James A. Garfield

Garfield, James Abram

James Abram Garfield, 1831–81, 20th President of the United States (Mar.–Sept., 1881). Born on a frontier farm in Cuyahoga co., Ohio, he spent his early years in poverty. As a youth he worked as farmer, carpenter, and canal boatman. After graduation (1856) from Williams College, he became a teacher of ancient languages and literature at the Western Reserve Eclectic Institute at Hiram, Ohio (renamed, largely through his influence, Hiram Institute; now Hiram College), and later (1857–61) was its principal. He was also a lay preacher of the Disciples of Christ, was admitted (1859) to the bar, and was elected an antislavery state senator. During the Civil War he served in the Union army and was a major general of volunteers when he resigned (1863) to take his seat in the U.S. House of Representatives. He was a regular Republican, unhesitatingly following his party's postwar program of radical Reconstruction and later of hard-money deflationism and opposition to civil service reform. On the tariff issue he was evasive. Garfield was prominent in the settlement of the disputed election of 1876 (in which Rutherford B. Hayes was ultimately adjudged the winner), but in 1880 he was still only moderately well known nationally.

Garfield, who never sought the presidency, was campaign manager for John Sherman in the Republican convention but on the 36th ballot was himself chosen as compromise candidate for president. Former President Grant, who had wanted the nomination, and his supporter, Roscoe Conkling, gave Garfield only formal aid in the election—and allegedly even that was conditioned on a promise of a share in the president's political favors. After Garfield had defeated W. S. Hancock and was president, he passed over Conkling's "Stalwarts" in his appointments and appointed James G. Blaine, Conkling's political enemy, secretary of state. War was thus declared between the president and the most important faction of the Republican party. Garfield won the first round of the fight, getting his appointee for the New York port collectorship approved over Conkling's objections. He began prosecution of the star route postal frauds. Constantly harassed by office seekers, President Garfield met his death through one of them. On July 2, 1881, he was shot by Charles J. Guiteau. On Sept. 19 he died, and Chester A. Arthur succeeded to the presidency. Garfield was a brilliant orator and an able, knowing, and charming man. He had shown little originality or force in his 17 years as congressman, and his early death prevented him from showing whether or not he might have demonstrated statesmanship as president.

See his diary, ed. by H. J. Brown and F. D. Williams (1967–81); T. C. Smith, Life and Letters of James A. Garfield (1925, repr. 1968); biographies by J. M. Taylor (1970) and A. Peskin (1978); K. D. Ackerman, Dark Horse (2003); C. Millard, Destiny of the Republic (2011).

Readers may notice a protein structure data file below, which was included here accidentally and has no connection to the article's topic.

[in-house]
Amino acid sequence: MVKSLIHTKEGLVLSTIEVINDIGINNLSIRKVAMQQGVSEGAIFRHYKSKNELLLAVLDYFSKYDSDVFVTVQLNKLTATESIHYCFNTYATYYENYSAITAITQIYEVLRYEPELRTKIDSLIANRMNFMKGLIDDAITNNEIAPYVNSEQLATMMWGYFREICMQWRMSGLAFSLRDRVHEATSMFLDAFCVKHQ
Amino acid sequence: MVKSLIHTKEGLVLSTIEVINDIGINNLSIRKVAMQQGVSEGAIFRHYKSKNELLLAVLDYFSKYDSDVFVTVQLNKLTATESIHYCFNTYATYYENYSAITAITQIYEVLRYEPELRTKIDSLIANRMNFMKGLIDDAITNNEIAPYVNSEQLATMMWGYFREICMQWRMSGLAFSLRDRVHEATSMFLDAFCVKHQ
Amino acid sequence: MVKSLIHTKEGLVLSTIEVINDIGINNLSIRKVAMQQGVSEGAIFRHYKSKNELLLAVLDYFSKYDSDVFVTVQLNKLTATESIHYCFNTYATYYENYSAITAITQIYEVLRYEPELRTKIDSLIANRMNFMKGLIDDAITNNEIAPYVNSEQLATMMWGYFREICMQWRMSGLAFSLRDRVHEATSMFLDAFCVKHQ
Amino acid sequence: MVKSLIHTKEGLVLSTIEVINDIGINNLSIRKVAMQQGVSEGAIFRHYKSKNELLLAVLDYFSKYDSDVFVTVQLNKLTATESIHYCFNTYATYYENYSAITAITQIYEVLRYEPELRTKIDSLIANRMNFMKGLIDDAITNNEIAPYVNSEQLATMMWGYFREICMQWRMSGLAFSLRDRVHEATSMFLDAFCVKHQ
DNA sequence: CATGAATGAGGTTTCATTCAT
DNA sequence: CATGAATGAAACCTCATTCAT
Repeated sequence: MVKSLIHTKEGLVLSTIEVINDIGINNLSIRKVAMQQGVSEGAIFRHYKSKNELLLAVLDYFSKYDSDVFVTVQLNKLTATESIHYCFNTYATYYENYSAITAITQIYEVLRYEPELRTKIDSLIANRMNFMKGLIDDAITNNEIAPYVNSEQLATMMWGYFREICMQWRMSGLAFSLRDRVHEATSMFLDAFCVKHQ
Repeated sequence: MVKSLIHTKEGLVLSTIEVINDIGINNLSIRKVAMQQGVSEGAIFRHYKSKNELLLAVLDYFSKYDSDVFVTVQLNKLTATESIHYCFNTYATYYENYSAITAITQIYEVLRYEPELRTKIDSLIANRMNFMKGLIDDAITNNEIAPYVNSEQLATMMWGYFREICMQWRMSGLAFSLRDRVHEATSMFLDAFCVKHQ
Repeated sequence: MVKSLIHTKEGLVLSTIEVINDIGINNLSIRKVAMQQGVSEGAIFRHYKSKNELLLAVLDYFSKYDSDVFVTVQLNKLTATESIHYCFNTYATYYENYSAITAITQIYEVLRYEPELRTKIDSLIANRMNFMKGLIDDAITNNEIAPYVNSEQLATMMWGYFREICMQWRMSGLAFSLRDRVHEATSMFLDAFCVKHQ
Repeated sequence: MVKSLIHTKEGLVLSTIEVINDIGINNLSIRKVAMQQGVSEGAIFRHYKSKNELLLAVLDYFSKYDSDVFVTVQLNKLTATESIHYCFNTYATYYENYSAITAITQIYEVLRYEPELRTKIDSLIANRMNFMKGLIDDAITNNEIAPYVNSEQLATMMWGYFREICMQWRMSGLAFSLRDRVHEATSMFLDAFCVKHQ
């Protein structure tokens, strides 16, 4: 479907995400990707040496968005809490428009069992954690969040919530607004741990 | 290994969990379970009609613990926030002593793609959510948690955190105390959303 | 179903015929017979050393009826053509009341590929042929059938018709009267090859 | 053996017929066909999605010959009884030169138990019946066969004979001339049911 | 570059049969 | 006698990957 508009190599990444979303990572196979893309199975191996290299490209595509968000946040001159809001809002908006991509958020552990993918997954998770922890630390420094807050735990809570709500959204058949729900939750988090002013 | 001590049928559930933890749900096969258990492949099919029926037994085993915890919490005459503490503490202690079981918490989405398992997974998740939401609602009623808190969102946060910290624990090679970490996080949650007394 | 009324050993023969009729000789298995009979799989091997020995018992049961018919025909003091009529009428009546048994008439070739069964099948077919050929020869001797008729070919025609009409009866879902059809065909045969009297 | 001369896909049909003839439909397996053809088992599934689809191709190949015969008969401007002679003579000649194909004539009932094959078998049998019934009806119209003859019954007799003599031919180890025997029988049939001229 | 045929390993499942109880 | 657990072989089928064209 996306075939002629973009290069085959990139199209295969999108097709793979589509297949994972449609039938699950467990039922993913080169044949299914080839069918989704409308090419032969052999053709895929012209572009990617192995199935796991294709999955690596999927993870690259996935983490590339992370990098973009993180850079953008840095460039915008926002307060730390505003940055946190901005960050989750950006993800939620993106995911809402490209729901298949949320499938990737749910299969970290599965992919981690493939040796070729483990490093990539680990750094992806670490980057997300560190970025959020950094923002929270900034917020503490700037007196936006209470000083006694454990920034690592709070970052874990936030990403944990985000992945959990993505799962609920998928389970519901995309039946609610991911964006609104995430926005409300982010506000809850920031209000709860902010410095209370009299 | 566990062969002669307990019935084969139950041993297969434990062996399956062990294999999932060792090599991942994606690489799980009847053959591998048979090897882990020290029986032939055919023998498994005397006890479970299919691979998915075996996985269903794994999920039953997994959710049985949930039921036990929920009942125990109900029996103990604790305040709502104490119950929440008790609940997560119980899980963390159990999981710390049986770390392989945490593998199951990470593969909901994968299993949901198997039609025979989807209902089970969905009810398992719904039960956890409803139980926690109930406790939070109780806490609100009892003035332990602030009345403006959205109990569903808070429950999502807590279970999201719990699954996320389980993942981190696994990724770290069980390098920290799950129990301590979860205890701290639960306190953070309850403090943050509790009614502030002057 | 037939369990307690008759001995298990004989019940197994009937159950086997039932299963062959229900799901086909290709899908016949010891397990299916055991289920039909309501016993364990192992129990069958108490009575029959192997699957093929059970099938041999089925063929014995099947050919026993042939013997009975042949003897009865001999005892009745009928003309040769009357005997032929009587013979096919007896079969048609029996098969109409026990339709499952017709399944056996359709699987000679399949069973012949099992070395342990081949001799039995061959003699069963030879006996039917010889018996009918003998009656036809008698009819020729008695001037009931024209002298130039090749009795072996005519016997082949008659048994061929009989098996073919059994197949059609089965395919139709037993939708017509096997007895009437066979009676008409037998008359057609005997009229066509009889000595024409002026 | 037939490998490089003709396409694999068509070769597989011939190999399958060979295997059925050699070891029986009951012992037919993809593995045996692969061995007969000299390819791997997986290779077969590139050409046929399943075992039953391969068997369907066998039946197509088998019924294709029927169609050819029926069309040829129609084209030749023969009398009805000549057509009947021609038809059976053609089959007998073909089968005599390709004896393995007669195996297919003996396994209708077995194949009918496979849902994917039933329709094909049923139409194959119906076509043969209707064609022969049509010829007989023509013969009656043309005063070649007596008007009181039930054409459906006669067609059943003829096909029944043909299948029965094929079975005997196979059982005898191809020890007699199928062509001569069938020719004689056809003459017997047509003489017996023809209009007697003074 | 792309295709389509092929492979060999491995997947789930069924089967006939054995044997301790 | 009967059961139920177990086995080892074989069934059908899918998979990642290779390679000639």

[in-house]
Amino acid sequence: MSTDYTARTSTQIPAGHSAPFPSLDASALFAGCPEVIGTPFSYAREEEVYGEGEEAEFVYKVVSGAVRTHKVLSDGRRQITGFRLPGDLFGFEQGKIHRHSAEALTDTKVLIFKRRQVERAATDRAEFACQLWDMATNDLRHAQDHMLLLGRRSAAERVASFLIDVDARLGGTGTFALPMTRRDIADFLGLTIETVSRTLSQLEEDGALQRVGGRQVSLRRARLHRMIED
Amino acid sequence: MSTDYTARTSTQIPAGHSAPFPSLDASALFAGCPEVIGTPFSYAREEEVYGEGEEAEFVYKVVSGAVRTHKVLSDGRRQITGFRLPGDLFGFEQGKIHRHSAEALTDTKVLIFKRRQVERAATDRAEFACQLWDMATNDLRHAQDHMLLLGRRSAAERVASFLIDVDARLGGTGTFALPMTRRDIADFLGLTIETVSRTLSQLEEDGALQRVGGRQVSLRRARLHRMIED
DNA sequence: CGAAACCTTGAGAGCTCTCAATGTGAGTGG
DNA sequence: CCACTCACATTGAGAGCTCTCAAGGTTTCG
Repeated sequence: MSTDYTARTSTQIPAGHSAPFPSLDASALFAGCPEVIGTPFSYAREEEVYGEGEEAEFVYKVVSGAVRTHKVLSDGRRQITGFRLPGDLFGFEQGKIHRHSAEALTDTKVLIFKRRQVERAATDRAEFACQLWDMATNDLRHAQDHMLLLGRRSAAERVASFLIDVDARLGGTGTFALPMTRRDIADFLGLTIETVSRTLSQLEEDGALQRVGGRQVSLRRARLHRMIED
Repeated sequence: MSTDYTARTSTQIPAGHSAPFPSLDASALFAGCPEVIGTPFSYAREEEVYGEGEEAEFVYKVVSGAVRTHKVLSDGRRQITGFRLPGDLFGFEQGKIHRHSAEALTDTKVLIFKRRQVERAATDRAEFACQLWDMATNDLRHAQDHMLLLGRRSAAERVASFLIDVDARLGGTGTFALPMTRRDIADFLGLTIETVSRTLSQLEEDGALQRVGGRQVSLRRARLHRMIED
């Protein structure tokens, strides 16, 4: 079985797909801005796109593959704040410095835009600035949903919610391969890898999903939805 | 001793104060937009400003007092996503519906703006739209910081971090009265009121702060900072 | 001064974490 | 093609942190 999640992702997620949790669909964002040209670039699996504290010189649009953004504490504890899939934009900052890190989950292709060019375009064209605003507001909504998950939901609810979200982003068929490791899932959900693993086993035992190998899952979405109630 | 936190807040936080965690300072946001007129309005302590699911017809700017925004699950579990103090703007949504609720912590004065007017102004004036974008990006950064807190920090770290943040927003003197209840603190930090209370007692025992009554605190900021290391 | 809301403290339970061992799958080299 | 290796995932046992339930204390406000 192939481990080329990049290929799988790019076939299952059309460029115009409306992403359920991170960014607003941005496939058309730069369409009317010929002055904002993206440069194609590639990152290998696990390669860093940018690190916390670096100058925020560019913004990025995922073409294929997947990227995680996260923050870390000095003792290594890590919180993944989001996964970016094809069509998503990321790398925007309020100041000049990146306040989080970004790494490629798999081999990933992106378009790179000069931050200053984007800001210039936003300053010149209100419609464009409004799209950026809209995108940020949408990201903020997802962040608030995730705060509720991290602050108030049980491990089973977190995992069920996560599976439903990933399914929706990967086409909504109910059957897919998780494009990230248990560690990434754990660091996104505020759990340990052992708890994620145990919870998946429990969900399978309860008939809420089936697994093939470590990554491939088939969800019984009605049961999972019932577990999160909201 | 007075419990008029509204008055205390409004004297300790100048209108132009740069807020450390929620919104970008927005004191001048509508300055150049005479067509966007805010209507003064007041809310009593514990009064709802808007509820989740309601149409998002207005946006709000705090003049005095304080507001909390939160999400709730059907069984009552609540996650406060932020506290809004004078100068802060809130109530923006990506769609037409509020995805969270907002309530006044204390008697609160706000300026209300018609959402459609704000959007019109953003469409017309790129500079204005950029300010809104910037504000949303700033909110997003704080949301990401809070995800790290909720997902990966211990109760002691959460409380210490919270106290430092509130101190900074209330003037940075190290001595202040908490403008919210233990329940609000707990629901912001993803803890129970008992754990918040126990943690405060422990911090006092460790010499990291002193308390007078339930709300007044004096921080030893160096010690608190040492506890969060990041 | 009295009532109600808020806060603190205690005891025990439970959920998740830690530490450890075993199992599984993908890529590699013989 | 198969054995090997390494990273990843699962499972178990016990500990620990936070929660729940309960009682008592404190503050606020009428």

The Columbia Encyclopedia, 6th ed. Copyright© 2018, The Columbia University Press.

James A. Garfield: Selected full-text books and articles

Garfield: A Biography By Allan Peskin Kent State University Press, 1999
Buckeye Presidents: Ohioans in the White House By Philip Weeks Kent State University Press, 2003
Librarian's tip: "James A. Garfield, Twentieth President of the united states, 1881" begins on p. 115
Presidential Campaigns By Paul F. Boller Jr Oxford University Press, 1996 (Revised edition)
Librarian's tip: Chap. Twenty-Four "1880: The Triumph of 'Boatman Jim' Garfield"
Presidents from Hayes through McKinley, 1877-1901: Debating the Issues in Pro and Con Primary Documents By Amy H. Sturgis Greenwood Press, 2003
Librarian's tip: Chap. 2 "James A. Garfield"
A primary source is a work that is being studied, or that provides first-hand or direct evidence on a topic. Common types of primary sources include works of literature, historical documents, original philosophical writings, and religious texts.
From Hayes to McKinley: National Party Politics, 1877-1896 By H. Wayne Morgan Syracuse University Press, 1969
Librarian's tip: Chap. III "Campaigns and Feuds: 1880-1881"
The Power of the American Presidency: 1789-2000 By Michael A. Genovese Oxford University Press, 2001
Librarian's tip: "James A. Garfield, 1881" begins on p. 98
The Press Gang: Newspapers and Politics, 1865-1878 By Mark Wahlgren Summers University of North Carolina Press, 1994
Librarian's tip: Chap. 10 "A Little Attention from James A. Garfield"
From Failing Hands: The Story of Presidential Succession By John D. Feerick Fordham University Press, 1965
Librarian's tip: Discussion of James A. Garfield begins on p. 118
Farewell to the Bloody Shirt: Northern Republicans & the Southern Negro, 1877-1893 By Stanley P. Hirshson Indiana University Press, 1962
Librarian's tip: Chap. 4 "Garfield: The Search for a Southern Policy"
The Unitary Executive during the Second Half-Century By Calabresi, Steven G.; Yoo, Christopher S Harvard Journal of Law & Public Policy, Vol. 26, No. 3, Summer 2003
Peer-reviewed publications on Questia are publications containing articles which were subject to evaluation for accuracy and substance by professional peers of the article's author(s).
Encyclopedia of American Parties, Campaigns, and Elections By William C. Binning; Larry E. Esterly; Paul A. Sracic Greenwood Press, 1999
Librarian's tip: "Garfield, James A. (1831-1881)" begins on p. 185
James A. Garfield: A Bibliography By Robert O. Rupp Greenwood Press, 1997
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